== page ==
One of my absolute favourite things about travelling is meeting new people, and just once in awhile the people I meet, also do something interesting that I can share with you guys.
On my recent trip to Cape Town I ran into Andrew Salgado at a New Years Eve house party. I walked up the stairs and practically walked straight into Andrew. Andrew and his partner were also in Cape Town on holiday, just like me. A few days later we met again for sundowners around the pool at the house they had rented in Camps Bay.
He is featured in 100 Painters of Tomorrow, published by Thames & Hudson (2014); Saatchi Art calls him “one to invest in today”; and is actually also collaborating with Danish fashion house RAINS to release a line of luxury raincoats.
Andrew is definitely one to watch, I adore his colourful painting. I asked him a few question for you to get to know him a bit also, and make sure you check out his upcoming show in New York opening in May.
Tell in short, who is Andrew Salgado?
I’m a 33yr old painter; I’ve been based in London for nearly 8 years and specifically in East London for about 5 years. I would call myself a figurative-abstract painter… I’m a graduate of Chelsea College of Art (2009). Aside from art, I’m pretty boring. When I’m not painting I’m usually watching rubbish television.
What is your background?
I’m half Mexican, though born and raised in Canada.
How would you describe your paintings?
Well, it’s primarily figurative, but I’m not really interested in capturing accuracy in a person’s likeness. That is to say, I’m more interested in these tangential, often abstract concepts that arise throughout the creation of the work. I’m less concerned in accurately recording a person, and more concerned in exploring psychological ideas and a technical exploration of paint. I’ve now been painting professionally for ten years (in the autumn we are releasing the first monograph of my work, tentatively entitled Andrew Salgado: Ten to commemorate this milestone and I think the work has changed a lot over this period. In terms of content, its mostly men, often quite vulnerable or wounded looking, but the execution has varied dramatically. One thing people often comment on is the sense of exploration that occurs between each body of work, where each iteration of my practice is actually quite wildly different from the last. The idea that I might redefine myself each time I put out a new body of work is really important to me; reinvention, risk-taking, and surprise. I don’t want to be a one trick pony, and this technical advancement is what keeps the work interesting. Right now there is an element of causality, fun, and playfulness that is challenging the surface of the work – where it competes for attention with the figure and he effectively becomes reduced, or of a lesser importance to the reading of the painting. It’s all a process, and as a painter, I am, myself, on a trajectory. I learn as I go, and that’s an exciting and at times nerve-wracking process.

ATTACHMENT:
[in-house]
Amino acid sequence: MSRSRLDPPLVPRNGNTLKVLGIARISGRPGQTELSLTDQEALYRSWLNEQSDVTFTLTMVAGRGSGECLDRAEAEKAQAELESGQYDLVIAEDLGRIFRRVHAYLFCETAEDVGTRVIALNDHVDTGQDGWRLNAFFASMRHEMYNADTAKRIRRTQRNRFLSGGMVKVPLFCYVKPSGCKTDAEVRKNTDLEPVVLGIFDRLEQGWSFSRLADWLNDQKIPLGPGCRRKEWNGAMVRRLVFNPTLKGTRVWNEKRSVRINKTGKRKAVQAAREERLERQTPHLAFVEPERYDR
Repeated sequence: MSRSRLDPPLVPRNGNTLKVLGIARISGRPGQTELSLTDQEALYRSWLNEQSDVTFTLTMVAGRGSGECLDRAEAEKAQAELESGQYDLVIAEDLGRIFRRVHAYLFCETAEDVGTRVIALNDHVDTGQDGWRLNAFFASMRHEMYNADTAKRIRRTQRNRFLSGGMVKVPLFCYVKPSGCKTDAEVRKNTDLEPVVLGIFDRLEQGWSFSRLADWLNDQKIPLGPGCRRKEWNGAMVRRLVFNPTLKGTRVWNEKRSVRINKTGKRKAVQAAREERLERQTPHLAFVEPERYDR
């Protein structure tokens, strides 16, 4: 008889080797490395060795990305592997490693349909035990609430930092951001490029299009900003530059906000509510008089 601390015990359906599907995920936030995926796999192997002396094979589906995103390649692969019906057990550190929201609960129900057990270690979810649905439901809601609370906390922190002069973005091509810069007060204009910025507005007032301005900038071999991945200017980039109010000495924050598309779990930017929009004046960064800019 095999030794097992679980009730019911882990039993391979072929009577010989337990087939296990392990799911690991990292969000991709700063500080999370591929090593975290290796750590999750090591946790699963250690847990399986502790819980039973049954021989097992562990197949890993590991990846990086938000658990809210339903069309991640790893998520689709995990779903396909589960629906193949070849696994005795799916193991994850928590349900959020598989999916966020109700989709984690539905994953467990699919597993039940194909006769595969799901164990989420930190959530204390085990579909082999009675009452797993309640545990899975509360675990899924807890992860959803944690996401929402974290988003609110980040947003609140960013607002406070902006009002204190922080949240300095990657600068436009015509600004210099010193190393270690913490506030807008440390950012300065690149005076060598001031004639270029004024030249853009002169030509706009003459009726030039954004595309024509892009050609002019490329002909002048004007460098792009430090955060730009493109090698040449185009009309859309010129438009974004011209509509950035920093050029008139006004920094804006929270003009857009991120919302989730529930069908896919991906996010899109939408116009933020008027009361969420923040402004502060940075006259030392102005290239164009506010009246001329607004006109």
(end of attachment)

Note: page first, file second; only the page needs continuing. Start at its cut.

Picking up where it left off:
Where will you exhibit next?
I’m currently working on a show called The Fool Makes a Joke at Midnight opening May 6 at Thierry Goldberg in the Lower East Side (until May 28); followed by a yet-to-be titled fourth solo exhibition at my primary representation, Beers London, opening October 7 this year. In 2017 I’ll have a solo at Lauba, which is a privately-owned immense, warehouse space in Zagreb Croatia; following this either in Toronto, Canada or Dallas, Texas…just depends on a number of factors.
What you love most about your job?
The freedom. I am responsible to nobody but myself. I steer the boat, so to speak. I set my own pace and my own expectations. I’m a workaholic, so I’m always in studio, but just to answer to nobody but myself is really liberating. I always tell the directors of the galleries that I’ll be showing with that they have to trust me: I never show work in progress; they have to bestow me with the freedom and faith that I’ll deliver, and I always do. Ultimately if I fail the only person I let down is myself. That’s a sharp guillotine to hang over my head.
What has been the greatest challenge being an artist?
In all honesty every day is a challenge. I am really irked by questions that begin with “now that you’ve made it…blah blah blah”, because each day I’m pushing myself to reach new levels. If I’m not – as soon as I lose that razor sharp desire to achieve – I might as well give up.
What has been your greatest achievement?
I live my the mantra that “each painting I sell could be the last painting I ever sell.” There is no certainty in what I do, so each time a show sells out, that’s a huge achievement in itself. If the NYC show sells, it will be the 10th show to have sold out either on – or before – opening day. But each time I try something new, I risk ostracizing my followers. It’s a precious balance, but ultimately the desire to try something new surpasses the expectations of my followers and I’ve been okay. I think people are on for this ride and love to expect the unexpected from me.